For anyone who asked about insurance, I don't have it and here's why. The only US carrier that covers Americans living abroad is VPI as far as I know and they do NOT cover any type of hereditary condition like SM or the care for it. Trupanion, 24 Petwatch, etc. are not available to me in France. French carriers do not cover SM and the problem now is that when I move back to the US and get insurance then (if i decide to), this SM is a preexisting condition so even if Trupanion did cover some of the care, they wouldn't in the future since it's preexisting.

Thanks again for all your well wishes. I feel a little calmer today knowing that I'll be speaking to Clare soon and am doing everything humanly possible for this little girl. I'll update this thread when I have some news.

Is this neurosurgeon dr.west by any chance? Sounds exactly like something he would recommend. U can PM me. :)


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Karlin
15th February 2012, 02:35 PM
Actually to give some context -- I would consider the few days most dogs need to be relatively back on their feet post-surgery to be a fractional level of discomfort compared to a single screaming session of a dog suffering the pain of this condition. The titanium mesh surgery is more involved (and I am in no way convinced it is better or has appreciably better results) and requires longer crate rest but I would guess in 95% of cases the dogs are surprisingly 'normal'' within 24 hours -- wagging tails, walking around, eating normally. Most immediately improve and pain disappears becaUse pressure had been fully relieved. The surgery is not that complicated although it requires skill and has had an extremely low rate of problems during or immediately following surgery as well (the issue is success longer term). The biggest problem really is trying to keep the dog relaxed and with a low level rather than normal level of activity. Clare supports allowing normal activity within 2 weeks or so of surgery (not lots of activity but just letting the dog behave as normally around the house, no long term crate rest as in needed with the titanium surgery).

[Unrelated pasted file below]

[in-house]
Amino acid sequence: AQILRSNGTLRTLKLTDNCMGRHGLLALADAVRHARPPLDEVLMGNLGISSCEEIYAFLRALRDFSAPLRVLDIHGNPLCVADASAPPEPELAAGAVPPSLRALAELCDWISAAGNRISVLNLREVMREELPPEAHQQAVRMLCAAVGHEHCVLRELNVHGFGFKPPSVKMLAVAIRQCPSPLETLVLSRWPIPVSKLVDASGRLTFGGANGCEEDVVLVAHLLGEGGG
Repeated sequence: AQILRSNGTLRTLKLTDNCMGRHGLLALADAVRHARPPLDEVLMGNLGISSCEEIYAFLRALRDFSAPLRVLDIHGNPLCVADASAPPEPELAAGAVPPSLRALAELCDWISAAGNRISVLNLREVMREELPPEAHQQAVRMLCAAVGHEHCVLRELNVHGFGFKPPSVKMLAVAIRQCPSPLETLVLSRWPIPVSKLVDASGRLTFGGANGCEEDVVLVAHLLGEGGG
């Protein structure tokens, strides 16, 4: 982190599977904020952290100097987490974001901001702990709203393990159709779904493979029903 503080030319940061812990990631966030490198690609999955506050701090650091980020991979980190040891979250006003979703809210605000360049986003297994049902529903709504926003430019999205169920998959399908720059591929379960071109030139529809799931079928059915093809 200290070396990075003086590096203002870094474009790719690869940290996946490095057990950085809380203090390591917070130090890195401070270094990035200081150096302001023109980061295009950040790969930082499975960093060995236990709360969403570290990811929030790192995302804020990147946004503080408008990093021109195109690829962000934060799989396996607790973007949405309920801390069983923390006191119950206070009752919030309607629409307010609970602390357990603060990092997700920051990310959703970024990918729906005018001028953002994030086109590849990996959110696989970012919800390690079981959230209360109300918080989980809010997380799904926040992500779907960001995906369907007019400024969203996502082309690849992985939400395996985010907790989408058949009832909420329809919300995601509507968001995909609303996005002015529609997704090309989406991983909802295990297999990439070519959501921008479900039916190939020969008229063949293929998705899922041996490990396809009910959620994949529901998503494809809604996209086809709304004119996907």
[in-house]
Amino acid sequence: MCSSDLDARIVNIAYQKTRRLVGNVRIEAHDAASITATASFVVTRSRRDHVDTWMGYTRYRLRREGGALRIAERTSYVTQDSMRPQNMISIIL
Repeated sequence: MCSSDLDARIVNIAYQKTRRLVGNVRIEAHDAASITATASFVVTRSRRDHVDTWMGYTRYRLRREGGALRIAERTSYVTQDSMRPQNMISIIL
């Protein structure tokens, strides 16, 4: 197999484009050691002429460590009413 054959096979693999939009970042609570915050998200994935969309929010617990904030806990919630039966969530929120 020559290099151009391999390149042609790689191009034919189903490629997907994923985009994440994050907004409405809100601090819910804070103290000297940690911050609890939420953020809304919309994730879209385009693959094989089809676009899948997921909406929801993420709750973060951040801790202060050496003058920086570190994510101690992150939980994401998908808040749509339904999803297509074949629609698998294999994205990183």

Given the very young age of your pup and onset of symptoms, I don't really know if surgery will remain a viable option for very long going on past experience of recommendations by neurologists and neurosurgeons (Dr Marino at LIVS in the US for example would generally recommend moving immediately as each day/week can lower success chances, but each case is individual and also different people feel different ways -- part of what makes this all so hard). Unless the pain is very much under control with meds, I also certainly would never fly a dog a long distance with this condition and if I were going to do it, would be doing it in weeks. But you will then have to make a commitment of many months -- I'd think at least half a year top a year -- back in the US for recovery.Cabin pressure will generally not aggravate SM but the stress of travel, turbulence etc, may. I've done that journey with a dog and it is very long and stressful. Some have done US internal flights and found them difficult; others have been OK so it is hard to predict.

If your pup is continuing to yelp etc that you do need to get back in contact with Laurent about adjusting meds, maybe adding in prednisone for example. That can all be done by phone generally without cost as a follow up consultation. The one thing you CAN do right now is adjust meds so that she is not experiencing pain. If she keeps on having pain despite adjustments then of course that has to influence the speed at which some decision is made as well. There are lots and lots of options available to manage pain in the short term while you decide what to do longer term. :thmbsup: Waiting three months and re-MRIng sounds a reasonable approach if the meds can deal with her pain. But another MRI will of course be expensive.